We had the good fortune of connecting with Ariel Becker and we’ve shared our conversation below.
Hi Ariel, do you have any habits that you feel contribute to your effectiveness?
As an event planner the most important habits that help us succeed are striving for perfection and also while spreading the wings with creativity stay grounded throughout the process. It has been a part of my DNA to look at a project from different eyes. My eyes can see but many eyes can see more. Last but not least is the habit of building strong and diverse team of professionals.
Can you open up a bit about your work and career? We’re big fans and we’d love for our community to learn more about your work.
I arrived to LA 8 years ago not knowing anyone but with a suitcase full of professional and life experience. YOU ARE AS GOOD AS YOUR LAST EVENT is a phrase that I follow while working on every event wether it is a 50 guests dinner or a 1,500 guests conference. It is important to remain focus on our client needs. Fly with them to the sky with ideas and stay grounded with budgets. We consistently pay attention to every detail and may sure to physically be with our clients for every vendor meeting. We are also know for arriving to the venue and welcome every vendor while making sure they have the most updated floor plan. I also learned through the years that treating the vendors as partners will make me gain confidence and their back in case of unforeseen issues.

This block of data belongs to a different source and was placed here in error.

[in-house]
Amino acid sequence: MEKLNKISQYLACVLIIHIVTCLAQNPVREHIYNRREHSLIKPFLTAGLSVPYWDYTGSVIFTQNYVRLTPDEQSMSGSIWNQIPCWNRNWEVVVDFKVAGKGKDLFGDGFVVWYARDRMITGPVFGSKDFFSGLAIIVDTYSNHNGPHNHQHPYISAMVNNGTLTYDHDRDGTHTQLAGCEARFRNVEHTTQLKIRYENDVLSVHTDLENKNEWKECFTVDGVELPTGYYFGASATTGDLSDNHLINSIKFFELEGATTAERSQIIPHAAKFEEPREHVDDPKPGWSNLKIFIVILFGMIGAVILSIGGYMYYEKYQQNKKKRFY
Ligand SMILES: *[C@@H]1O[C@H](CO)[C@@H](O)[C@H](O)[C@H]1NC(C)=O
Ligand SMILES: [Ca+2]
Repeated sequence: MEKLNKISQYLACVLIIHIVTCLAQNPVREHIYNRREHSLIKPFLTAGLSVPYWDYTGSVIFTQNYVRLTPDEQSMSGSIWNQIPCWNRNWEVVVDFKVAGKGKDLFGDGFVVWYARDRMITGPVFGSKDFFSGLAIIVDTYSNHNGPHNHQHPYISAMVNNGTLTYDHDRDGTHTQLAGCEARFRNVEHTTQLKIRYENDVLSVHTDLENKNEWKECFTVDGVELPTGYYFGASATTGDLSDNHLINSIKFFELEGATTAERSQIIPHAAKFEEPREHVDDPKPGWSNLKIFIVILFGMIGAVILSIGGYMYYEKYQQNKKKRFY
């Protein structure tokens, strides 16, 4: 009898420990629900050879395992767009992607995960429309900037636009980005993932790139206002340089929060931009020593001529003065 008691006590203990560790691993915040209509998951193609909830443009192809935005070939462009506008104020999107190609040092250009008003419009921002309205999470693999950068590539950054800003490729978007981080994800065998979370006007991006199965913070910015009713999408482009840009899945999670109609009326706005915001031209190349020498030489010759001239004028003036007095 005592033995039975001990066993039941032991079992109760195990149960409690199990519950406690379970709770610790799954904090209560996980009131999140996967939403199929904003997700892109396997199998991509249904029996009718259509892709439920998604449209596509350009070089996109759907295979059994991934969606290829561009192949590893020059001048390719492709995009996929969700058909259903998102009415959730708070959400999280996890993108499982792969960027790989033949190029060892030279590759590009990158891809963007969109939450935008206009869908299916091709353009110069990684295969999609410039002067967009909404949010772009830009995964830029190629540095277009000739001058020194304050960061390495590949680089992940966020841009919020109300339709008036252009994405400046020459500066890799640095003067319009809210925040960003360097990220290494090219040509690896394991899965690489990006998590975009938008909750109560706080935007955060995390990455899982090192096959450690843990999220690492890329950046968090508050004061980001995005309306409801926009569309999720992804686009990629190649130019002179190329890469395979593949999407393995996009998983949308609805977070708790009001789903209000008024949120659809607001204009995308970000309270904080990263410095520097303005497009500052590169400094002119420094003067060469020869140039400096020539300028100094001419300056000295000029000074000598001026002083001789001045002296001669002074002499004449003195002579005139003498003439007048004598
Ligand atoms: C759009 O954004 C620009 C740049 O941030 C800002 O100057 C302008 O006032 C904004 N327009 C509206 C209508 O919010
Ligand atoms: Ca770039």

If you had a friend visiting you, what are some of the local spots you’d want to take them around to?
The diversity in this city is what makes it so wonderful. I love taking my “guests” to different areas to show them the diversity. Rodeo Drive and Avra, then Melrose with Vintage Stores. Japan town in Brentwood , then Venice boardwalk. I am trying not to take them to tourist traps but show them the real LA. Hummus Bar and Grill on Ventura Blvd than Dancing the night away in Ponchos in Manhattan Beach. ‘
Who else deserves some credit and recognition?
When only starting in the hospitality industry I worked as a Busboy in Williams Island, a Luxury Country Club in Miami. VP of Operation, Carlo Bicaci, knew I was studying Hotel Management and spent time mentoring me. He told me one day in his heavy Italian accent “It does not matter what you do in this business, you will always remain a waiter”. I was trying to fight this phrase but he said “When you grow up, you’ll learn”. Years later when I was a Regional VP of Operation in charge of Food and Beverage, Catering and Conferences and Retail at the World Bank in Washington DC, I understood. He did not mean staying a waiter, he meant the unstoppable strive for impeccable SERVICE and understanding the needs of the clients. I have this phrase in front of me everyday to understand the relationship with my clients, business partners and employyes.
Yelp: Becker and The CO